Kim Stanley Robinson



535pp/$26.00/December 2009

Galileo's Dream
Cover by David Stevenson

Reviewed by Steven H Silver

Although the science fictional elements of Kim Stanley Robinson’s Galileo’s Dream are woven throughout the entire text, the majority of the narrative can be read almost as a standard work of historical fiction, exploring Galileo’s invention of the astronomical telescope and subsequent dealings with the Italian Church. 

The plot of the novel s reasonably straight forward.  A stranger presents Galileo with a new invention, the telescope, and Galileo sees the tool’s implications, turning it on the moon, Venus, and Jupiter while trying to improve on its design.  Robinson follows Galileo’s life as he presents his findings and becomes embroiled with a Church which has aligned itself too closely with a literal interpretation of the Bible, unable to adapt even in the face of evidence.

Had this been all Robinson did in Galileo’s Dream, he would have written a strong historical novel.  However, he chose to incorporate a time-travel story, in which one faction of the human inhabitants of the Galilean moons in the thirty-first century have elected to bring Galileo for several visits to their own time, carefully eradicating any memory he has with a powerful amnesiac before sending him back to Italy and his fate.

The Galileans, however, did not count on Galileo’s innate sense of curiosity, and he eventually manages to avoid the amnesiac and retain a semblance of memories of the future upon his return to the seventeenth century, now knowing more about the workings of the universe, but also an idea of his own fate, which is to be burned at the stake as was done to Giordano Bruno. Galileo sets for himself the seemingly impossible task of bringing knowledge and truth to his contemporaries while avoiding the fate apparently reserved for him.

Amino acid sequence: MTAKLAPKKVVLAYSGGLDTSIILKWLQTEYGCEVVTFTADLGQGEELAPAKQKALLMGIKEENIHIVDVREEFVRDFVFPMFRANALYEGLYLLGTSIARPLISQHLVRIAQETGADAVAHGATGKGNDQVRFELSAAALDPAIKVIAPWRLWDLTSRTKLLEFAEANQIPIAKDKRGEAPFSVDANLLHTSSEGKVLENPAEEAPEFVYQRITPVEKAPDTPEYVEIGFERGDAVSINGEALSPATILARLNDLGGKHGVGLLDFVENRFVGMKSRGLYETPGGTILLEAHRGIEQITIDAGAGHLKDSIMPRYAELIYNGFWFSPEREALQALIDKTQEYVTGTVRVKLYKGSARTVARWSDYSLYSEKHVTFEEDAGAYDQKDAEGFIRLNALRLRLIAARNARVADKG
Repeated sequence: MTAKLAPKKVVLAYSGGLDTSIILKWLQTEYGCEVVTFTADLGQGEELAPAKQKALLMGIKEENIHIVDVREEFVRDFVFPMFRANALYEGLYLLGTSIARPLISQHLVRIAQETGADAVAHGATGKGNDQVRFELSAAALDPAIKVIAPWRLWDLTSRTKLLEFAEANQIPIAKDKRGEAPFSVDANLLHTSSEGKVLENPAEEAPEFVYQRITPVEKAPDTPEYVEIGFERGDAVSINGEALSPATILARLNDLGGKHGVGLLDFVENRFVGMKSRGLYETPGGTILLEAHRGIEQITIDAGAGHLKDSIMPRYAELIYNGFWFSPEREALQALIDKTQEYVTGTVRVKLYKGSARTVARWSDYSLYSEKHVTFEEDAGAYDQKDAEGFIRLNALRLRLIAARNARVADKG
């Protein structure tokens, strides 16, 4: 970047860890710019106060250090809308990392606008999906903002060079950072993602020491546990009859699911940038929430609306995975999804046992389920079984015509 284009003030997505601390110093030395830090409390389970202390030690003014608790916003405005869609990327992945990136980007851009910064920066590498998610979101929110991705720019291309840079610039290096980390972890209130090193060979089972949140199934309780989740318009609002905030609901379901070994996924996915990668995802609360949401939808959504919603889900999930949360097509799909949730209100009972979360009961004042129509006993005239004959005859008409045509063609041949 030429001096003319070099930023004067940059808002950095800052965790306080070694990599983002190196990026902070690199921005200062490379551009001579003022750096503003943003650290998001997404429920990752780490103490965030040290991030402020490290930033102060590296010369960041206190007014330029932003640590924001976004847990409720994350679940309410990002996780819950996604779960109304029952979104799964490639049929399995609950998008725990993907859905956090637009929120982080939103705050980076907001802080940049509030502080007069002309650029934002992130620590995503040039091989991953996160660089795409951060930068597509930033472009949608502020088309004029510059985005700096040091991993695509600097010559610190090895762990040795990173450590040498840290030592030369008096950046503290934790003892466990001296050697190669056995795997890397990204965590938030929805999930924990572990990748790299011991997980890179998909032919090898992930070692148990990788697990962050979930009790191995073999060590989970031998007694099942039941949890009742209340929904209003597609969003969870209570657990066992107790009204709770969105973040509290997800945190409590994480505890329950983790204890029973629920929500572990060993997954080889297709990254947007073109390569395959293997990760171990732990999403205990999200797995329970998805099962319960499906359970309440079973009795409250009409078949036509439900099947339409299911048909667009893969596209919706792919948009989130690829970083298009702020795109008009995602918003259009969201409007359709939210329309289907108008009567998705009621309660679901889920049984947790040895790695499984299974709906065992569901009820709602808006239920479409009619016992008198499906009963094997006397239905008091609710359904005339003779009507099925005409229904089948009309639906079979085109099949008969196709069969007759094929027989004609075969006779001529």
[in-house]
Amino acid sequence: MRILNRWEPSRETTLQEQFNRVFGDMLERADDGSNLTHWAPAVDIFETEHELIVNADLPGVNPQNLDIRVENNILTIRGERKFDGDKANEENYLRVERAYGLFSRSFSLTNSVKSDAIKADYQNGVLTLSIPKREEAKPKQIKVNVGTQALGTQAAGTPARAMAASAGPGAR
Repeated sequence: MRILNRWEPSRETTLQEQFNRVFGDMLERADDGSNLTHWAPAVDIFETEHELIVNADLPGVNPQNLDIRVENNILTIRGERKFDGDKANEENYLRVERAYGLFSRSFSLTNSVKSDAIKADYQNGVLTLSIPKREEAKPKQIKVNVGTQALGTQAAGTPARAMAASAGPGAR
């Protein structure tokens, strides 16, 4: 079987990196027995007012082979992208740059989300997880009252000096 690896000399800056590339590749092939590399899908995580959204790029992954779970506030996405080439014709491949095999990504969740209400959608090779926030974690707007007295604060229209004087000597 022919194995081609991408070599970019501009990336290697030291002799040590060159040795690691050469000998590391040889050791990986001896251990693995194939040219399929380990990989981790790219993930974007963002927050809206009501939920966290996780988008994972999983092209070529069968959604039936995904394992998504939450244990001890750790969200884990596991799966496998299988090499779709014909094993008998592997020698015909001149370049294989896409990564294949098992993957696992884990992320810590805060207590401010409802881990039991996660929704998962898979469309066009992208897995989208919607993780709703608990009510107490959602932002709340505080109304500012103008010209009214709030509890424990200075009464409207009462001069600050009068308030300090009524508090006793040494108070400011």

The historical portions of the novel are practically written in a manner to suggest that Robinson wants his readers to explore this historical Galileo after they finish reading Galileo’s Dream to find out how much was real and how much was the invention of Robinson’s own imagination, aided by the time traveling Jovians.

The Galileo Robinson depicts is egotistical and irascible, his relationships with anyone he sees as his intellectual inferior, from his children to Johannes Kepler, laden with undisguised condescension. While this does not indicate a sympathetic character, Robinson is able to make the reader care about Galileo’s troubles and successes in part because of the knowledge the reader has of Galileo’s place in history, almost as if his genius excuses his arrogance. This is something about which Robinson’s Galileo also has awareness, for despite his foibles, he has seen, first hand, from the Jovians how he will come to be regarded, which can only serve to stoke his ego as he tries navigates through his own time.

The future segments of the novel add extra depth and detail to the historical portion, but in the end, it is Robinson’s portrayal of the historical Galileo, within his own milieu, which is the strongest portion of the novel and retains the reader’s interest.

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